Superintendent Charles Sampson spelled out three new changes that will be coming to the over the next few years at the district's Board of Education meeting on Monday, including implementing the new teacher evaluation model, the introduction of new Common Core Standards, and the phasing out of HSPA and introduction of PARCC, a new student assessment of achievement.
On September 1, 2013, the state is changing the way in which teachers will be evaluated. Acting Commissioner of Education Christopher Cerf announced last mont that the teacher evaluation pilot program he initiated has been extended and now is allowing 30 districts within the state to participate in the program, according to the New Jersey Education Association (NJEA).
“We need time to reflect upon and learn from mistakes of districts traveling down the path we will be traveling,” Sampson said in his blog. The district must plan for the changes for next year now by adopting a teacher evaluation model and training teachers and administrators about this model, designed to evaluate teachers under specific criteria related to student achievement, Sampson explained.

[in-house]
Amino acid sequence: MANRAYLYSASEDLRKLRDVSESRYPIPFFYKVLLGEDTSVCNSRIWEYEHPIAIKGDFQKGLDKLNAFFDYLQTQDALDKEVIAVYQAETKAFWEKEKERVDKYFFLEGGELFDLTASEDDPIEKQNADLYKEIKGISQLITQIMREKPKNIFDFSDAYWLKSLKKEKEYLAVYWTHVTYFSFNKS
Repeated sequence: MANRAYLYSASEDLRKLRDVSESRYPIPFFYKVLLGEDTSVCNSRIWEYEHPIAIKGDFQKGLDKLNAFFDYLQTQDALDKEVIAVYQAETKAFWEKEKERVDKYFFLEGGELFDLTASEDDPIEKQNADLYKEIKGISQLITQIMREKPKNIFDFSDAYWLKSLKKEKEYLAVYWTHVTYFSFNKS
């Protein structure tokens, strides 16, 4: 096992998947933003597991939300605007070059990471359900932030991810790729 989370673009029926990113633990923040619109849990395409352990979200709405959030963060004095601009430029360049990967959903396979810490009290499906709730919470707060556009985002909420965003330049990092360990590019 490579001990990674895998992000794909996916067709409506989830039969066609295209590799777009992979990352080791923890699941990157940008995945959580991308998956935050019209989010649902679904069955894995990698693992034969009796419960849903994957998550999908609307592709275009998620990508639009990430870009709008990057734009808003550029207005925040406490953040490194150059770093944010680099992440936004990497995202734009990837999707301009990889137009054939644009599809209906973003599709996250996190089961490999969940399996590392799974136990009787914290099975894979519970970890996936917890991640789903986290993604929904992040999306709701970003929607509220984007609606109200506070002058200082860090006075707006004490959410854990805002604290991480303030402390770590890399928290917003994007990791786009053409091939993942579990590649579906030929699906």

While the state’s part in this implementation has yet to be spelled out, Sampson said that more information regarding these guidelines will be available within the next month or two.
The district is also phasing out High School Proficiency Assessment (HSPA) testing and switching to the Partnership for Assessment of Readiness for College and Careers (PARCC). According to PARCC’s Web site, they "are a consortium of states working together to develop a common set of K-12 assessments in English and Math anchored in what it takes to be ready for college and careers.”
Sampson said that within the next two years all of the students in the district will be taking their content specific tests on computers. These tests may occur as often as five times a year, he indicated.
PARCC tests claim to measure the full content of and skills called for in the English Language Arts/Literacy and Mathematics Common Core State Standards, which will be replacing previous New Jersey Standards. The new standards offer high school students knowledge which current adults learned at later stages in life, according to Sampson.
“All three of these things are literally unfolding simultaneously and we’re going to have to manage that.” the superintendent said. “And it’s going to take a great deal of time and effort to get it right.”
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